2016 is the year of big changes in fintech. While VC investments have continued to rise in the first quarter of the year, many question marks remain on the real capacity of fintech startups to build enough critical mass and reach a long-term sustainable and scalable business model (see, for instance, the growing critics to pure web robo-advisers and the recent troubles of Lending Club).
Is the fintech wave in trouble? Is its disruption promise already dead? My own answer is that those who really thought that fintech startups could disrupt and replace banks got it all wrong. Yet, at the same time, those from banks who are thinking that resistance will prevail got it all wrong too.
Banking has undergone significant transformation since the arrival of the internet. Digital banking, born at the end of the last century in many geographies, is a reality and is here to prove that banks can transform and embrace the digital world, providing customers with the expected UX and solutions. There are so many examples of digital-first banks – especially in Europe, Poland and Turkey – leading the way, where they already enjoy millions of customers. Yet, digital banking is transforming itself and is coming into its second phase, converging with recent developments in fintech.
From one side, fintech startups are starting to collaborate and consolidate, inevitably moving to a more sustainable marketplace banking model (partnering with banks and/or among themselves).
On the other side, the rise of open API banking and a pro-market regulation (see PSD2) will also open the doors for banks, and especially digital banks, to a broader, fruitful collaboration with fintech companies. Digital banks are the best positioned to get the most of the second digital phase. New fintech aggregators will arise, too.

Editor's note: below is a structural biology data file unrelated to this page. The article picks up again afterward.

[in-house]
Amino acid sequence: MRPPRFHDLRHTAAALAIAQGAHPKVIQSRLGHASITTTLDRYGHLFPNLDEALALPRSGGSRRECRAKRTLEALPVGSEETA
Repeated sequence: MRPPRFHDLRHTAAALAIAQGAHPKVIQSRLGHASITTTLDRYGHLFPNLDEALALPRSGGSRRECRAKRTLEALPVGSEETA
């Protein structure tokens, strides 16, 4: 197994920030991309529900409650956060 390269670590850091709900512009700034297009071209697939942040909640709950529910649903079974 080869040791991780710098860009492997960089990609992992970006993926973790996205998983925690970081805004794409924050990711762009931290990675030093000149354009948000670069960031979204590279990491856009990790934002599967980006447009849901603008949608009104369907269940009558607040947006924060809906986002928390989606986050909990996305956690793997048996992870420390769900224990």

In a nutshell, fintech development will prove to be the new lifeblood to digital banking – a second, stronger, broader, faster stage where collaborations and partnerships will strongly increase (instead of disruption). M&A will also see strong hype (albeit not at the exit prices dreamed by investing VC just a year ago) not just between banks (needed for efficiency and regulatory constraints), but also between fintech companies, and from banks buying startups.
This isn’t disruption. It’s banking renovation on-the-go, and through the very strong impact of the technology and customer-oriented design (brought about by fintech) that will shape the financial services of the new century, and will transform banking. You may call it fintech banking or marketplace banking.
Fintech disruption is dead. Long live fintech.
– This article is reproduced with kind permission. Some minor changes have been made to reflect BankNXT style considerations. Read more here. Main image: Nihilart, Shutterstock.com